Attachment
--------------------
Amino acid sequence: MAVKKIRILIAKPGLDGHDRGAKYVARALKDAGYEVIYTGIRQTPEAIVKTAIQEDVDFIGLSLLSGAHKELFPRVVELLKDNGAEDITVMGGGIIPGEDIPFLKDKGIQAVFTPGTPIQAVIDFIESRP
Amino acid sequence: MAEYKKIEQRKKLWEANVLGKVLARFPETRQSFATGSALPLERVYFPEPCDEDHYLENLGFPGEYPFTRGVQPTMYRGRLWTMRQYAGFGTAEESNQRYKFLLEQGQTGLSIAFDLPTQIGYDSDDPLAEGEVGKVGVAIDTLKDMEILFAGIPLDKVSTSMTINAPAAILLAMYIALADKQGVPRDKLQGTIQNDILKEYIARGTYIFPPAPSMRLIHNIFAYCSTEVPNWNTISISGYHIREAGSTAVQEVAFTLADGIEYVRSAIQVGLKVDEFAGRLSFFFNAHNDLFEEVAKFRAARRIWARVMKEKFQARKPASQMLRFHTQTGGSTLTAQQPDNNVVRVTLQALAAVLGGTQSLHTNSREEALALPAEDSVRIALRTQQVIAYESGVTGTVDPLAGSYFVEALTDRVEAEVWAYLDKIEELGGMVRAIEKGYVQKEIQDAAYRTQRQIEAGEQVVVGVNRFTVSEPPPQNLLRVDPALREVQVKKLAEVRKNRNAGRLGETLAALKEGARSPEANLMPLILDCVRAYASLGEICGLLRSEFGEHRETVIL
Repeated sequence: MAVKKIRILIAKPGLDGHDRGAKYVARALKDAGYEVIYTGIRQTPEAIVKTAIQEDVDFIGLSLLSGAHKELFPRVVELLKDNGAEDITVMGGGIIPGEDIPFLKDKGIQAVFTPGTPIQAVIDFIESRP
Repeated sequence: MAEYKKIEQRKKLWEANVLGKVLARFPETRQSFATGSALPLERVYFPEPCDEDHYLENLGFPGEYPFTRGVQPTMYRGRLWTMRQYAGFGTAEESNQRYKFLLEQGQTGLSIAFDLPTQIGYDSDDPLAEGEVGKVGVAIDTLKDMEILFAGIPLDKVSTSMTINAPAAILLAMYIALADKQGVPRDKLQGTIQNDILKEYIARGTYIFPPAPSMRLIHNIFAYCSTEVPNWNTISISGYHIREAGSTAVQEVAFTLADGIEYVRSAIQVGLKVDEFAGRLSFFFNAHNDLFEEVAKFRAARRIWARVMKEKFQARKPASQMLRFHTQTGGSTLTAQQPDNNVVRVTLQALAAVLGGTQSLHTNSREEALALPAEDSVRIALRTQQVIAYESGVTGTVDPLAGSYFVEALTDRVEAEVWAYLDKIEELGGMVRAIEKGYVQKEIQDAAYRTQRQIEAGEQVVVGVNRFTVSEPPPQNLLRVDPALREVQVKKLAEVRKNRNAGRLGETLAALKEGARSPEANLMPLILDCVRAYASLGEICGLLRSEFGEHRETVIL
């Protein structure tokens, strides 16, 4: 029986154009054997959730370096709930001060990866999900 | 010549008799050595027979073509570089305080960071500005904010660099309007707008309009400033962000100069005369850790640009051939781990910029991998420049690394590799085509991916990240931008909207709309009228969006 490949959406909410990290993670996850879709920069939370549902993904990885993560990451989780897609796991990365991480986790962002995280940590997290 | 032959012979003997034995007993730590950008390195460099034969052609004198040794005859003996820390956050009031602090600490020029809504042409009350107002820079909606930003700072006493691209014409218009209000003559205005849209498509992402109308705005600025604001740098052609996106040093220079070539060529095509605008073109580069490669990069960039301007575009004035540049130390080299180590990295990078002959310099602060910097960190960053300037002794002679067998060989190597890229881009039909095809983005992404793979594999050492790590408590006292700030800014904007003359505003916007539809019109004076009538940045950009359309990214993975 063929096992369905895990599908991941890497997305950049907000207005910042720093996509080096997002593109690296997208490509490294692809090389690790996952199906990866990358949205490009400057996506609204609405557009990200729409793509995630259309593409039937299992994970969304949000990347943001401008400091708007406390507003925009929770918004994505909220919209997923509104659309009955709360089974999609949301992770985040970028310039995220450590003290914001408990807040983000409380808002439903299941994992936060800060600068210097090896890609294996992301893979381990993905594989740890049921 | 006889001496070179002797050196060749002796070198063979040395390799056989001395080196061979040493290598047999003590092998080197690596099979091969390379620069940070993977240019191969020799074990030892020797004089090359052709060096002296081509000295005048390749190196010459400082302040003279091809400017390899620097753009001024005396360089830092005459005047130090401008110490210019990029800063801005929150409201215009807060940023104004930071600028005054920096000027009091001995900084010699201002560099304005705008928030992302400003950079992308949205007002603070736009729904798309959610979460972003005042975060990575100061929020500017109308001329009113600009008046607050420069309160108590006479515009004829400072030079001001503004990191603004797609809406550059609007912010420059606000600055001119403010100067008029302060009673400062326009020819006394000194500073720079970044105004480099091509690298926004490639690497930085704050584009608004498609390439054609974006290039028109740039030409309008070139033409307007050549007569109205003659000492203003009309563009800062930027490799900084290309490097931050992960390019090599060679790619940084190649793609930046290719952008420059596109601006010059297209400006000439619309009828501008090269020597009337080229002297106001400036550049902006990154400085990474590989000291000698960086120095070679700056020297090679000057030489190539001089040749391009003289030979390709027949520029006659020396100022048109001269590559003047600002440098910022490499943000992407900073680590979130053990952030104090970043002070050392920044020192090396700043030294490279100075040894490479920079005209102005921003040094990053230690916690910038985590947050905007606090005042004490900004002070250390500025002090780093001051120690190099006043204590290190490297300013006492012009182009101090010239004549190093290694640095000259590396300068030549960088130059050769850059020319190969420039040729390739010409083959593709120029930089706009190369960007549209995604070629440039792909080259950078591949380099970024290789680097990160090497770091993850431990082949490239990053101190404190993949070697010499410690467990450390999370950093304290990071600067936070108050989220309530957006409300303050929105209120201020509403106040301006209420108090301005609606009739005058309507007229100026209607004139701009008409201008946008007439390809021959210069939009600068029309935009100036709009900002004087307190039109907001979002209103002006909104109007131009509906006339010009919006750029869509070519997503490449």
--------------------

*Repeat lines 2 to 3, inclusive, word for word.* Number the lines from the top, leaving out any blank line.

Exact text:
Amino acid sequence: MAEYKKIEQRKKLWEANVLGKVLARFPETRQSFATGSALPLERVYFPEPCDEDHYLENLGFPGEYPFTRGVQPTMYRGRLWTMRQYAGFGTAEESNQRYKFLLEQGQTGLSIAFDLPTQIGYDSDDPLAEGEVGKVGVAIDTLKDMEILFAGIPLDKVSTSMTINAPAAILLAMYIALADKQGVPRDKLQGTIQNDILKEYIARGTYIFPPAPSMRLIHNIFAYCSTEVPNWNTISISGYHIREAGSTAVQEVAFTLADGIEYVRSAIQVGLKVDEFAGRLSFFFNAHNDLFEEVAKFRAARRIWARVMKEKFQARKPASQMLRFHTQTGGSTLTAQQPDNNVVRVTLQALAAVLGGTQSLHTNSREEALALPAEDSVRIALRTQQVIAYESGVTGTVDPLAGSYFVEALTDRVEAEVWAYLDKIEELGGMVRAIEKGYVQKEIQDAAYRTQRQIEAGEQVVVGVNRFTVSEPPPQNLLRVDPALREVQVKKLAEVRKNRNAGRLGETLAALKEGARSPEANLMPLILDCVRAYASLGEICGLLRSEFGEHRETVIL
Repeated sequence: MAVKKIRILIAKPGLDGHDRGAKYVARALKDAGYEVIYTGIRQTPEAIVKTAIQEDVDFIGLSLLSGAHKELFPRVVELLKDNGAEDITVMGGGIIPGEDIPFLKDKGIQAVFTPGTPIQAVIDFIESRP